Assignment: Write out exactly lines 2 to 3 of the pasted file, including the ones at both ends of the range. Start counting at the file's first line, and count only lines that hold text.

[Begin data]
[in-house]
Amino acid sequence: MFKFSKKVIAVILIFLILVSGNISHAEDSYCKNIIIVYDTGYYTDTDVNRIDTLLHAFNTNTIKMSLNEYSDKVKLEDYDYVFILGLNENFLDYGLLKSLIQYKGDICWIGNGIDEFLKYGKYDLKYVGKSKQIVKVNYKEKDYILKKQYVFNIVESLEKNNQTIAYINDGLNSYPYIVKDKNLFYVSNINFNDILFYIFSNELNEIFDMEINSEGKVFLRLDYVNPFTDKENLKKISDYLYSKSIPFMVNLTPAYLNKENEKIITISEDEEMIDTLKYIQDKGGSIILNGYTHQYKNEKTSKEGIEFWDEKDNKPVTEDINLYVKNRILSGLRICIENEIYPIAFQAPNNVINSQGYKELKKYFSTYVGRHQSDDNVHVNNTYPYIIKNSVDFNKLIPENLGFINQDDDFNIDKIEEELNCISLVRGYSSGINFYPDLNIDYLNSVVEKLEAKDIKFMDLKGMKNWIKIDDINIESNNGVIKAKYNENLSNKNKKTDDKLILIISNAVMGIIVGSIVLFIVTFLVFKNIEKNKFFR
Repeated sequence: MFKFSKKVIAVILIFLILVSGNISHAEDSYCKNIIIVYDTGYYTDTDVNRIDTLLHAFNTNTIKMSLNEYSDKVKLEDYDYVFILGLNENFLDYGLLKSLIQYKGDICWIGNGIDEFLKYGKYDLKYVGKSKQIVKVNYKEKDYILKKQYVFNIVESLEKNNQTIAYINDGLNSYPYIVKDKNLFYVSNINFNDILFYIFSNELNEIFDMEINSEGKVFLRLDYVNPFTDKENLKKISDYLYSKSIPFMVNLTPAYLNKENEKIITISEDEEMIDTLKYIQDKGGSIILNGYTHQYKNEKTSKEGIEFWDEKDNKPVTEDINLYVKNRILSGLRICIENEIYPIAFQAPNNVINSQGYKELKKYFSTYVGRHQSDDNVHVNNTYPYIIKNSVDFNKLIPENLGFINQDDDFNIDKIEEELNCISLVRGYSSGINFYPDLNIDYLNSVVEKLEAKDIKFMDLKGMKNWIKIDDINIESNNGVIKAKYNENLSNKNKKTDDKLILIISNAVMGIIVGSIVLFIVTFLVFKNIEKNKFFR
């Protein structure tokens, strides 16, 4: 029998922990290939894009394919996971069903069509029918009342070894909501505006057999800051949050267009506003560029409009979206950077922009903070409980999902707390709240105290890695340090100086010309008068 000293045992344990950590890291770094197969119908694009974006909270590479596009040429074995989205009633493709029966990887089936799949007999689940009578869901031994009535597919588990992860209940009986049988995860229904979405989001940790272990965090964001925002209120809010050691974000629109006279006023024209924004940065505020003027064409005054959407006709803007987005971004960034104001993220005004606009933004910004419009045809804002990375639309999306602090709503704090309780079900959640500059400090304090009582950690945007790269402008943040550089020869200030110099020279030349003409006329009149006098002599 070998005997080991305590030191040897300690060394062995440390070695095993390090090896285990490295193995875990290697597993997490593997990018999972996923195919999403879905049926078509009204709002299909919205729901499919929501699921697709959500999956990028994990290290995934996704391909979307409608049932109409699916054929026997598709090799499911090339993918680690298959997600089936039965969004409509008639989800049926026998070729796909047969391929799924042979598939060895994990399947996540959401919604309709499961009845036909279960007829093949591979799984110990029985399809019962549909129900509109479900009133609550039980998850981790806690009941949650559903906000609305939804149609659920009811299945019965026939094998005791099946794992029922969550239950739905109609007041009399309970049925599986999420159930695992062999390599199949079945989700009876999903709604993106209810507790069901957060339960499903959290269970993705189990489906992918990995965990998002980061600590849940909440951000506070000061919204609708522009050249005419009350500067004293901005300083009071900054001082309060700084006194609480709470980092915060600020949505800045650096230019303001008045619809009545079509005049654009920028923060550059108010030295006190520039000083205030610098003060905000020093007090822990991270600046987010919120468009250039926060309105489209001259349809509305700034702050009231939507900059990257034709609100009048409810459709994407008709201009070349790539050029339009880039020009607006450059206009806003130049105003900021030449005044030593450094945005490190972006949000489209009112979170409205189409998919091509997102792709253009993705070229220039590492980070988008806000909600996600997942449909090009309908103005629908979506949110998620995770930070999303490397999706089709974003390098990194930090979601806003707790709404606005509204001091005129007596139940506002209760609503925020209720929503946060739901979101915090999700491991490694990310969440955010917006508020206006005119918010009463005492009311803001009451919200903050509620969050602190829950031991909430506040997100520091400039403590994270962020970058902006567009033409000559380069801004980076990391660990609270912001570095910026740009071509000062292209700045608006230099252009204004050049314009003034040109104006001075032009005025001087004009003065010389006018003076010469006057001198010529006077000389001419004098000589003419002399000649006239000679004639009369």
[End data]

Amino acid sequence: MFKFSKKVIAVILIFLILVSGNISHAEDSYCKNIIIVYDTGYYTDTDVNRIDTLLHAFNTNTIKMSLNEYSDKVKLEDYDYVFILGLNENFLDYGLLKSLIQYKGDICWIGNGIDEFLKYGKYDLKYVGKSKQIVKVNYKEKDYILKKQYVFNIVESLEKNNQTIAYINDGLNSYPYIVKDKNLFYVSNINFNDILFYIFSNELNEIFDMEINSEGKVFLRLDYVNPFTDKENLKKISDYLYSKSIPFMVNLTPAYLNKENEKIITISEDEEMIDTLKYIQDKGGSIILNGYTHQYKNEKTSKEGIEFWDEKDNKPVTEDINLYVKNRILSGLRICIENEIYPIAFQAPNNVINSQGYKELKKYFSTYVGRHQSDDNVHVNNTYPYIIKNSVDFNKLIPENLGFINQDDDFNIDKIEEELNCISLVRGYSSGINFYPDLNIDYLNSVVEKLEAKDIKFMDLKGMKNWIKIDDINIESNNGVIKAKYNENLSNKNKKTDDKLILIISNAVMGIIVGSIVLFIVTFLVFKNIEKNKFFR
Repeated sequence: MFKFSKKVIAVILIFLILVSGNISHAEDSYCKNIIIVYDTGYYTDTDVNRIDTLLHAFNTNTIKMSLNEYSDKVKLEDYDYVFILGLNENFLDYGLLKSLIQYKGDICWIGNGIDEFLKYGKYDLKYVGKSKQIVKVNYKEKDYILKKQYVFNIVESLEKNNQTIAYINDGLNSYPYIVKDKNLFYVSNINFNDILFYIFSNELNEIFDMEINSEGKVFLRLDYVNPFTDKENLKKISDYLYSKSIPFMVNLTPAYLNKENEKIITISEDEEMIDTLKYIQDKGGSIILNGYTHQYKNEKTSKEGIEFWDEKDNKPVTEDINLYVKNRILSGLRICIENEIYPIAFQAPNNVINSQGYKELKKYFSTYVGRHQSDDNVHVNNTYPYIIKNSVDFNKLIPENLGFINQDDDFNIDKIEEELNCISLVRGYSSGINFYPDLNIDYLNSVVEKLEAKDIKFMDLKGMKNWIKIDDINIESNNGVIKAKYNENLSNKNKKTDDKLILIISNAVMGIIVGSIVLFIVTFLVFKNIEKNKFFR